A team of researchers from the Department of Health Promotion, Education, and Behavior (HPEB) and the South Carolina SmartState Technology Center to Promote Healthy Lifestyles at the University of South Carolina Arnold School of Public Health have completed a study on the role of Twitter in response and recovery during and after historic flooding in South Carolina in 2015. They published their findings in the Journal of Public Management and Practice.
“Social media has played an increasing role in the response to emergency situations through information exchange and efforts to promote recovery,” says HPEB professor Dr. Heather Brandt who was co-led the study with HPEB associate professor Dr. Brie Turner-McGrievy. “Understanding more about how social media users share and re-share information is particularly important to help emergency response entities determine best strategies for expanding reach and impact through social media in disseminating accurate and timely emergency messages.”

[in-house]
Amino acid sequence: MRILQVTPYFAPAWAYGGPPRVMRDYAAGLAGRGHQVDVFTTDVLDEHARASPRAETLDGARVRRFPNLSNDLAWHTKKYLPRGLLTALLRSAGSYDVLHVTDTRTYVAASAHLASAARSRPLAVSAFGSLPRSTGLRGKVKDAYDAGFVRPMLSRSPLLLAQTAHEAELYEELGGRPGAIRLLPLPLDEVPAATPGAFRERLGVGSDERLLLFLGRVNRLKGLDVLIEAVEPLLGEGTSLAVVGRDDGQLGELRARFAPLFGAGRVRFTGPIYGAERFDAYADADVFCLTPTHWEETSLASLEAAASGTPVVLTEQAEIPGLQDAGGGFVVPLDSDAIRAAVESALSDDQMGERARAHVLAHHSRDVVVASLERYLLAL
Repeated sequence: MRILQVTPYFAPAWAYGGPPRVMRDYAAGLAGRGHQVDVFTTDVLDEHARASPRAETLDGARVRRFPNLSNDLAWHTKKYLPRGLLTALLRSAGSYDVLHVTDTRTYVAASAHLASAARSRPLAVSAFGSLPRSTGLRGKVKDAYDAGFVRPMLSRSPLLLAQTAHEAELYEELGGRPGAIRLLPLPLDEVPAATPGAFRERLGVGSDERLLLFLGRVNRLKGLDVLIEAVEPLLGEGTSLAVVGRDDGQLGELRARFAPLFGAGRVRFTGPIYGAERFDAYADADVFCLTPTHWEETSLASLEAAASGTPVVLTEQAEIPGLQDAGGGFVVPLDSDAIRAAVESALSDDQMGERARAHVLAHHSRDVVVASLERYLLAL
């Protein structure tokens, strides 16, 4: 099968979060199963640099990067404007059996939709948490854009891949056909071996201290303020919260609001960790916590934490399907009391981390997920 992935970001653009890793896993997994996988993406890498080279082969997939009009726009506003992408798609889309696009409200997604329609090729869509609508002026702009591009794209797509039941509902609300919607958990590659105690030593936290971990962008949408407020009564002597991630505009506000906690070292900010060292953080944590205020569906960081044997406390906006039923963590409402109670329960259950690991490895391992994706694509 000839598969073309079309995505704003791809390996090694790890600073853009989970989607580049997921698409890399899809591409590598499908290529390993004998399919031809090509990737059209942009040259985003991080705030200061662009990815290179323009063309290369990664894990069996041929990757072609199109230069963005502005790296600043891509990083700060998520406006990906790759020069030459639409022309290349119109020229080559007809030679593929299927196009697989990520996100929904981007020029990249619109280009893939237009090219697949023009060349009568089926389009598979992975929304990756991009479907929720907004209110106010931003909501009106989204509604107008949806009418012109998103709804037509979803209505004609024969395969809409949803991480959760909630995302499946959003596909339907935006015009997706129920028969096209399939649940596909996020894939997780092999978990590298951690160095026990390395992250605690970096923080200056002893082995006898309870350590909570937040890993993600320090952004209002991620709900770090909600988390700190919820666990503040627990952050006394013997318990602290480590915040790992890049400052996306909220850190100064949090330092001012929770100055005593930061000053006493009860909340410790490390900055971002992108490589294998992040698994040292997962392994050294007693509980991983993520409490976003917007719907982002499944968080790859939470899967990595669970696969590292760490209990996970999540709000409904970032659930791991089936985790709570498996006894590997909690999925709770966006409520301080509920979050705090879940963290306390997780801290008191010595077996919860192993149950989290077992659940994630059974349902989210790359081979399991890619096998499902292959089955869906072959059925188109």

With this study, the researchers investigated the role of Twitter as a response and recovery strategy before, during, and after historic rainfall and flooding in the Midlands region of the greater Columbia, South Carolina in October 2015. They examined Twitter data from posts containing #SCFlood across four time periods before, during, immediately after, and six months after the historic rainfall and flooding.Friday Letter Submission, Publish on November 29